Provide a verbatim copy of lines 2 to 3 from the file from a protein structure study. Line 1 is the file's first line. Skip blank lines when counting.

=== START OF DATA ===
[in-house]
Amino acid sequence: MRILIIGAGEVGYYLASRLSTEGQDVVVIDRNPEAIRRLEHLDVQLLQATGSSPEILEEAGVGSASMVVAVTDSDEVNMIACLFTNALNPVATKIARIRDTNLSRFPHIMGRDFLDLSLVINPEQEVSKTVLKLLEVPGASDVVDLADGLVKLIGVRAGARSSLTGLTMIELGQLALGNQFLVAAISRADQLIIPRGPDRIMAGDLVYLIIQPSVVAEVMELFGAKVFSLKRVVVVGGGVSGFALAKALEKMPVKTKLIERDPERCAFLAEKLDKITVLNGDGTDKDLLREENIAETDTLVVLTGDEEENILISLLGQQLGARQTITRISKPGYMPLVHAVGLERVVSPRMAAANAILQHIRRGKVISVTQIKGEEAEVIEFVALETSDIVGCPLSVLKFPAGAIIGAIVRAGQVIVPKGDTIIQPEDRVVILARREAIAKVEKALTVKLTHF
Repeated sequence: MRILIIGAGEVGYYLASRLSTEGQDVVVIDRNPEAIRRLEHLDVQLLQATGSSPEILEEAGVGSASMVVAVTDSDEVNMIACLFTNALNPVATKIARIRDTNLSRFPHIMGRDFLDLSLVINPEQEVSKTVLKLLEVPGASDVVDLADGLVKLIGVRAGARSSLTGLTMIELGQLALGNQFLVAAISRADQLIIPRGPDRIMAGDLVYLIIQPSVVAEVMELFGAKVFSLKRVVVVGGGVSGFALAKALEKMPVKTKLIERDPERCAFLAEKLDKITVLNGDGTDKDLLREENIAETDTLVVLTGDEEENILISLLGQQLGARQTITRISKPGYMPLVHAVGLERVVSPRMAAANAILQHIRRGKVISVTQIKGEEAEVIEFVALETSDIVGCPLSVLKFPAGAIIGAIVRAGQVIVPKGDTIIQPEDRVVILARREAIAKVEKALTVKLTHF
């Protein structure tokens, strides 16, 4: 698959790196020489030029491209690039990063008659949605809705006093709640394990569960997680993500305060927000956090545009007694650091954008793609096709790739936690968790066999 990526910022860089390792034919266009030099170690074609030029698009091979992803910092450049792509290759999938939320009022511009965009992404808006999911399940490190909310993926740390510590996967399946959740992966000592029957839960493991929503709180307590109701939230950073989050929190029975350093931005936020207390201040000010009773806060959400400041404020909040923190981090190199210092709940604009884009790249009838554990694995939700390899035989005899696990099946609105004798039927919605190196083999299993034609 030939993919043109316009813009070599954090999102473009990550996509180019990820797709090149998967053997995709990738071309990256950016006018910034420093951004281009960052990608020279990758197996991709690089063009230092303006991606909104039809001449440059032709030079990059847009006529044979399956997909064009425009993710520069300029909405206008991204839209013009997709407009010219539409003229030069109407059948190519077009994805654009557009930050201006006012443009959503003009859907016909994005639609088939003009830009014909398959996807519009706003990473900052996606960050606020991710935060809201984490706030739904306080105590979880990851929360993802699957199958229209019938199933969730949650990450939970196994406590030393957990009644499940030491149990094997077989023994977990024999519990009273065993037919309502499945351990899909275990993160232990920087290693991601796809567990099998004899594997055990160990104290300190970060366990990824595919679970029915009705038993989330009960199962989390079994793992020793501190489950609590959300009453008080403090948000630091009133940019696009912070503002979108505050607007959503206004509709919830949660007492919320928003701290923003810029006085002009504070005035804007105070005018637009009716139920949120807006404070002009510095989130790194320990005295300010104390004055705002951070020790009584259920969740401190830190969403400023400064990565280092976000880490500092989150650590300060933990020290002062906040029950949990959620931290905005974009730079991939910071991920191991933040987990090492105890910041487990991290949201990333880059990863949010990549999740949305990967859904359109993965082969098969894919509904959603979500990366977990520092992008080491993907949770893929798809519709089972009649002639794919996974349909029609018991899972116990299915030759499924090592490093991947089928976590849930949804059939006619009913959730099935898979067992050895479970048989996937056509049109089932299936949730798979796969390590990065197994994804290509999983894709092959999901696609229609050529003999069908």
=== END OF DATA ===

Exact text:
Amino acid sequence: MRILIIGAGEVGYYLASRLSTEGQDVVVIDRNPEAIRRLEHLDVQLLQATGSSPEILEEAGVGSASMVVAVTDSDEVNMIACLFTNALNPVATKIARIRDTNLSRFPHIMGRDFLDLSLVINPEQEVSKTVLKLLEVPGASDVVDLADGLVKLIGVRAGARSSLTGLTMIELGQLALGNQFLVAAISRADQLIIPRGPDRIMAGDLVYLIIQPSVVAEVMELFGAKVFSLKRVVVVGGGVSGFALAKALEKMPVKTKLIERDPERCAFLAEKLDKITVLNGDGTDKDLLREENIAETDTLVVLTGDEEENILISLLGQQLGARQTITRISKPGYMPLVHAVGLERVVSPRMAAANAILQHIRRGKVISVTQIKGEEAEVIEFVALETSDIVGCPLSVLKFPAGAIIGAIVRAGQVIVPKGDTIIQPEDRVVILARREAIAKVEKALTVKLTHF
Repeated sequence: MRILIIGAGEVGYYLASRLSTEGQDVVVIDRNPEAIRRLEHLDVQLLQATGSSPEILEEAGVGSASMVVAVTDSDEVNMIACLFTNALNPVATKIARIRDTNLSRFPHIMGRDFLDLSLVINPEQEVSKTVLKLLEVPGASDVVDLADGLVKLIGVRAGARSSLTGLTMIELGQLALGNQFLVAAISRADQLIIPRGPDRIMAGDLVYLIIQPSVVAEVMELFGAKVFSLKRVVVVGGGVSGFALAKALEKMPVKTKLIERDPERCAFLAEKLDKITVLNGDGTDKDLLREENIAETDTLVVLTGDEEENILISLLGQQLGARQTITRISKPGYMPLVHAVGLERVVSPRMAAANAILQHIRRGKVISVTQIKGEEAEVIEFVALETSDIVGCPLSVLKFPAGAIIGAIVRAGQVIVPKGDTIIQPEDRVVILARREAIAKVEKALTVKLTHF